Dr Stephen Mandal of the Irish Archaeology Field School, describes the role of the geologist in archaeological research at the Blackfriary, a C13th Dominican Friary site in Trim, Co. Meath, Ireland.
As a geoarchaeologist one of my main research interests is in the use of stone in the archaeological record as a source for making tools and other material objects, and as a building material. The Black friary was made from rock and understanding the building materials used – where they were sourced, how they were used, and why they were chosen – is an important part of the story of the friary.
The main building stone used in the friary was limestone, which is not surprising given it is the underlying bedrock of the area. Individual beds were laid down over 300 million years ago, during the Carboniferous Period, at a time when time Ireland was submerged under a shallow tropical sea. Each horizontal layer (bed) is roughly 10-30cm thick and much later folding and faulting of this bedrock has given vertical joints and fractures. This combination of depositional layering and post-depositional fracturing provided the medieval architects and builders with perfect, locally abundant, blocks to build the friary and the other medieval structures in the town, such as the castle and the yellow steeple.
During the first season of excavations at the Blackfriary in 2010, it was discovered that limestone was not the only building material used. There were at least three other types of stone used; slate as roof tiles, red / yellow sandstone in decorative architectural pieces and an unusual and highly distinctive limestone used in the cloister columns and arches. It is the latter that is the focus of this post.
When the friary was systematically dismantled in the 1700s to reuse the stone to service a building boom in the town, the builders clearly encountered, but appear to have not valued, the decorative stone of the cloister arcade. Beautifully ground and polished architectural fragments of an obviously different limestone was either ignored or in places used to provide a flat surface for the carting away of the ‘useful’ limestone building blocks.
Visiting the site early in that first season, Kevin O’Brien (architectural heritage expert with the Office of Public Works, Ireland) suggested that these architectural fragments were made from an imported stone, Purbeck Limestone, from quarries in Dorset on the south coast of England.
My role in this rock story was to verify this identification, and the purpose of this blog post is to describe that process. Whilst this stone is visually distinctive – it is a variety of colours from green to red and comprises 90-95% small shelly fossils in a very fine grained matrix, consistent with Purbeck Limestone – to confirm a source requires a more detailed examination. This required the taking of samples to make thin slivers of the rock to view under a microscope.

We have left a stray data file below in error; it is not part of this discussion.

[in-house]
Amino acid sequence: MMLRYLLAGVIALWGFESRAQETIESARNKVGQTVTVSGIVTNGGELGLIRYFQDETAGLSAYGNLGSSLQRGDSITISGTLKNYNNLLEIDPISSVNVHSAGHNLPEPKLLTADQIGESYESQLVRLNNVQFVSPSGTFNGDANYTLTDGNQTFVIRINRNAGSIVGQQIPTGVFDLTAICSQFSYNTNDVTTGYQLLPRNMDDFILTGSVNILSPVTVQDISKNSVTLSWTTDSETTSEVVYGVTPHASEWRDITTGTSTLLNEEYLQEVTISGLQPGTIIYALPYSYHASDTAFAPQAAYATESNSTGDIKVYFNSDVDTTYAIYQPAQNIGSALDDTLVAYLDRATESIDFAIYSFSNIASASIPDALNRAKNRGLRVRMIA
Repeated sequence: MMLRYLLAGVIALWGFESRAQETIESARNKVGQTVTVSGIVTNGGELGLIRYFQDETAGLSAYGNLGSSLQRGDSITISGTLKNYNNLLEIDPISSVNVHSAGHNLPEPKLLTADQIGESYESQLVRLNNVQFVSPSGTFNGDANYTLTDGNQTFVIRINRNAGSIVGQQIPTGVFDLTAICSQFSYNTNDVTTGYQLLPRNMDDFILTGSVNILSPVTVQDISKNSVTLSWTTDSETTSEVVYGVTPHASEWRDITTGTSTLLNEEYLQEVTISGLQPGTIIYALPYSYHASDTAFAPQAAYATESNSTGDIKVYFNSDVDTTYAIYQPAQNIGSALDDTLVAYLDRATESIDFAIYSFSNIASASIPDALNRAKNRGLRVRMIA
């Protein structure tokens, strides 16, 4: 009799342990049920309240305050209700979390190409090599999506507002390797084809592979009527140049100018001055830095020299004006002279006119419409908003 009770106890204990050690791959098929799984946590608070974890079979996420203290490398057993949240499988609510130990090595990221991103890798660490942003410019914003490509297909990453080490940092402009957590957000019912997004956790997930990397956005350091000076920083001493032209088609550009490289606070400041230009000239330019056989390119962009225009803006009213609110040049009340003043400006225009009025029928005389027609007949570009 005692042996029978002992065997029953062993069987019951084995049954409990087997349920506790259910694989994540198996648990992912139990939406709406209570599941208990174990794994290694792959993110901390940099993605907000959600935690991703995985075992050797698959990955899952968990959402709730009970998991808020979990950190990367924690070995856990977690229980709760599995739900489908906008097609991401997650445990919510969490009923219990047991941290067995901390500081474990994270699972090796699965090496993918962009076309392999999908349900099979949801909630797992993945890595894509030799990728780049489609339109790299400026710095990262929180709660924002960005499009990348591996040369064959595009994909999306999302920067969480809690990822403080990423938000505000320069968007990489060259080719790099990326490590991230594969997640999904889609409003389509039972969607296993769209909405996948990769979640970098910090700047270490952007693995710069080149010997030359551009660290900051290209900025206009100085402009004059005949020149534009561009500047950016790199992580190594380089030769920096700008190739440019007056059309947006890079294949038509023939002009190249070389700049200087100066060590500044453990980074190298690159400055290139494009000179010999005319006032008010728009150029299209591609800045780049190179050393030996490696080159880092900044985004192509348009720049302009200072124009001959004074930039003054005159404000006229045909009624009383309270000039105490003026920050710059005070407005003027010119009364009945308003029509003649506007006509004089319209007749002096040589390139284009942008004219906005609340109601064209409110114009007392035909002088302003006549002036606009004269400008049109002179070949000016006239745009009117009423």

To take a sample of an architectural fragment clearly requires damaging it, and to do this requires permission from the National Museum of Ireland. A representative sample of small broken pieces of the material were chosen and a ‘Licence to Alter’ was applied for. The application included details of the methodology to be used to take the sample and examine it, the research objective, and a justification for the damage caused. The license was issued (Licence no. 5811), and the samples were taken to the Geological Laboratories in Trinity College Dublin for preparation. A diamond tipped saw was used to take a small portion from each of the samples and these were fixed to a glass slide and ground down to a specified exact thickness of 30 µm, producing what geologists call ‘thin-sections’.
One of the nice by-products of the process was that the unused portions of the samples were left with highly polished surfaces, allowing us to envisage how magnificent the stone would have looked when the friary was built.
The thin-sections were viewed under a special type of microscope – a polarising light microscope; one of the most important tools of a petrologist (a type of geologist who specialises in the identification, interpretation and origin of stone). This microscope differs from a standard microscope in that the light source is below the thin-section, so the petrologist views the sliver of rock with the light shining through it, and the viewing plate rotates. Importantly, the microscope allows the user to polarise the light waves; an invaluable aid in identifying the minerals that make up the rock, as different minerals behave in different ways when they are rotated through polarised and crossed polarised light.
Under the microscope, it was immediately apparent that the shell types, their alteration, and the fine crystalline matrix in which they sit are all consistent with this being Purbeck Limestone. I am working with Dr Patrick Wyse Jackson of the School of Geology, Trinity College Dublin to record the thin-sections and compare with Purbeck source materials. The results of this work will be published in due course, but what is now clear is that the use of important Purbeck Limestone provides an interesting piece of evidence as to how wealthy this friary was (or more accurately, its patrons were).